LDPC 101

Low-Density Parity Check decoding is a powerful ECC algorithm that dates back to the 1960s. The problem is: LDPC decoding is so computation-intensive that it took years of advances in processor performance (including the transition from vacuum tubes to integrated circuits!) to enable the algorithms to operate in real-time.

LDPC codes were first deployed about a decade ago in the telecommunications industry to correct transmission errors across various media. They are currently used, for example, in 10GBase-T Ethernet (10 Gb/s over twisted-pair cabling), as well as for the 802.11n and 802.11ac Wi-Fi standards as part of the High Throughput PHY specification. More recently, LDPC codes have been used for error correction for the magnetic media in hard disk drives (HDDs).

This renaissance of LDPC codes has not gone unnoticed in the solid state storage industry. Universities and vendors alike are researching the best ways to utilize LDPC codes for error correction in next-generation flash controllers, and this work has already resulted in the debut of a few commercial implementations that will soon be shipping in SSDs and flash cache products.

All ECCs, including LDPC codes, have a probability of failing at a given Raw Bit Error Rate (RBER).  You can flip a coin and get 32 heads in a row – it’s unlikely, but it is possible.  The design objective for the ECC of an SSD might be to have only a 10-15 chance of encountering an uncorrectable error at a RBER less than or equal to a limit based on the expected lifetime of the NAND flash memory. Compared to BCH, LDPC codes have the capability to meet that same probability objective with a RBER that is significantly higher, resulting in an ability to get more P/E cycles from the NAND flash cells.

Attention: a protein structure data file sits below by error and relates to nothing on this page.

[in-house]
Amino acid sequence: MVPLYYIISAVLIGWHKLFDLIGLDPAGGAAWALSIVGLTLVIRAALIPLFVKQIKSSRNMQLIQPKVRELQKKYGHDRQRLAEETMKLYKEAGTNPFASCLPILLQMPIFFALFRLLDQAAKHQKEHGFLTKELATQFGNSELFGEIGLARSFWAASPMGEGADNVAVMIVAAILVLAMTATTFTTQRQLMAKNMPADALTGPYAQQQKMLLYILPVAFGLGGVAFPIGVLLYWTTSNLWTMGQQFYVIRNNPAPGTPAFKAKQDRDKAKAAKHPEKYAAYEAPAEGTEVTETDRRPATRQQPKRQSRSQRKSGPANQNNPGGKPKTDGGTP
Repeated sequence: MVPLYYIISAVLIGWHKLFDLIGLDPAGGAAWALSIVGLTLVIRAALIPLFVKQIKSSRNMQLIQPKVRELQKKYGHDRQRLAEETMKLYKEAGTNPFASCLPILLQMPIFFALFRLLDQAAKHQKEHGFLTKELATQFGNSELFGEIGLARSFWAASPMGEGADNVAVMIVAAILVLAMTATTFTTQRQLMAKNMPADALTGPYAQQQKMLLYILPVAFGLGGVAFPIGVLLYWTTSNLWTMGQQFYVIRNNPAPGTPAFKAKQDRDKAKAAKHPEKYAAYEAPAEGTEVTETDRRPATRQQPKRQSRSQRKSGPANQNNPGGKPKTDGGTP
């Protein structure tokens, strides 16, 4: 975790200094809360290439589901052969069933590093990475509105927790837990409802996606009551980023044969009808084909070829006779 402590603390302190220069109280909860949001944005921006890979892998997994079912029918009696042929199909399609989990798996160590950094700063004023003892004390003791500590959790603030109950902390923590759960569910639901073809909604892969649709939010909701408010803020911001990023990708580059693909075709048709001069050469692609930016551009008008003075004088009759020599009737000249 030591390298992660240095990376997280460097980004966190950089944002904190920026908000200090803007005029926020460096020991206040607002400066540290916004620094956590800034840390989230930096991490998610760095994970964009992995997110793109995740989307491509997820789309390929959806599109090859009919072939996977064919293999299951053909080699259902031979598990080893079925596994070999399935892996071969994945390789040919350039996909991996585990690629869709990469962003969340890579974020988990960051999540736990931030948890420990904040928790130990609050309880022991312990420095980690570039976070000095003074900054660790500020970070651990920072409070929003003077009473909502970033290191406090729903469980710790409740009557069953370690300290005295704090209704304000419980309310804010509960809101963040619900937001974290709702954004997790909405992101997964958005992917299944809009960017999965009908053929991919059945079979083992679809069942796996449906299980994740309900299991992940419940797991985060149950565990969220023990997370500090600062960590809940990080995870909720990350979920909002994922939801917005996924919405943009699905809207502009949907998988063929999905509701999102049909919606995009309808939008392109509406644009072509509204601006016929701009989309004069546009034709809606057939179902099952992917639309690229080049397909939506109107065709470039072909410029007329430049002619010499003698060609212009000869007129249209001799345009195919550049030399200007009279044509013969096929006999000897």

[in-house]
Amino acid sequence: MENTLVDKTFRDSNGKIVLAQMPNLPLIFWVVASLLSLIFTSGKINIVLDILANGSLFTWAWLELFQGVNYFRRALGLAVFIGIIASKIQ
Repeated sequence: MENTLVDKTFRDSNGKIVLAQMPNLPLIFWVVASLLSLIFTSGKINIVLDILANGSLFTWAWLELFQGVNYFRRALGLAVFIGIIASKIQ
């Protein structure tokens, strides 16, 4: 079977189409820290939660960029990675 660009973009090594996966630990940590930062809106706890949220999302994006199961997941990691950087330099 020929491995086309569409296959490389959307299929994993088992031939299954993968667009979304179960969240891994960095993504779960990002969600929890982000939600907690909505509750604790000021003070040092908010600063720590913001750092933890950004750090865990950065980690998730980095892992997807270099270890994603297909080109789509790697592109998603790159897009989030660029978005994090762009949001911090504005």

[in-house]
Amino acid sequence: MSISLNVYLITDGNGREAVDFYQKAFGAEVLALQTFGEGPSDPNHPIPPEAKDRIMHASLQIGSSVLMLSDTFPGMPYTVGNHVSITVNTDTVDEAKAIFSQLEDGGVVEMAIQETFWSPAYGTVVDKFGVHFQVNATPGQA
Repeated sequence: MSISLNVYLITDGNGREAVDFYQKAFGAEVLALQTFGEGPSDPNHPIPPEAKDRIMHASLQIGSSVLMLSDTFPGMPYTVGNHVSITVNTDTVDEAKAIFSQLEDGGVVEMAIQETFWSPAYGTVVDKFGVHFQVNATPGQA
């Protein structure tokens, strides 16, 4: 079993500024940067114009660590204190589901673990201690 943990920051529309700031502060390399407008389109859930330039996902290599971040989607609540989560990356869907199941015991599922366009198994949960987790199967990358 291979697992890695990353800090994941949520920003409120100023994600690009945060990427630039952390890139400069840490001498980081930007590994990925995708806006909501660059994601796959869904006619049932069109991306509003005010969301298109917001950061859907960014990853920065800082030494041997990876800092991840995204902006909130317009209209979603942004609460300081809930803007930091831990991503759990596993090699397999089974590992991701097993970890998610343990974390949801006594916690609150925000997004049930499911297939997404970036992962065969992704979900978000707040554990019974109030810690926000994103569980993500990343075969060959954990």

It is important to note that some enterprise-class SSDs and flash cache solutions include provisions to detect or remedy any errors that cannot be detected and corrected by the ECC. Two such provisions are an end-to-end cyclical redundancy check (CRC) and RAID-like data protection. The slight negative effect on price/performance and usable capacity with these additional provisions is readily justifiable in mission-critical applications.

There are two types of decoding with LDPC codes: hard-decision and soft-decision. Hard-decision decoding provides error correction comparable to that of BCH codes. By employing only one quantization level between two adjacent storage states, hard-decision decoding is effectively binary on a per-bit basis, including in multi- and tri-level cells. This makes hard-decision LDPC (HLDPC) decoding implementable with reasonable performance. But HLDPC decoding alone offers very little improvement in error correction over typical implementations of BCH.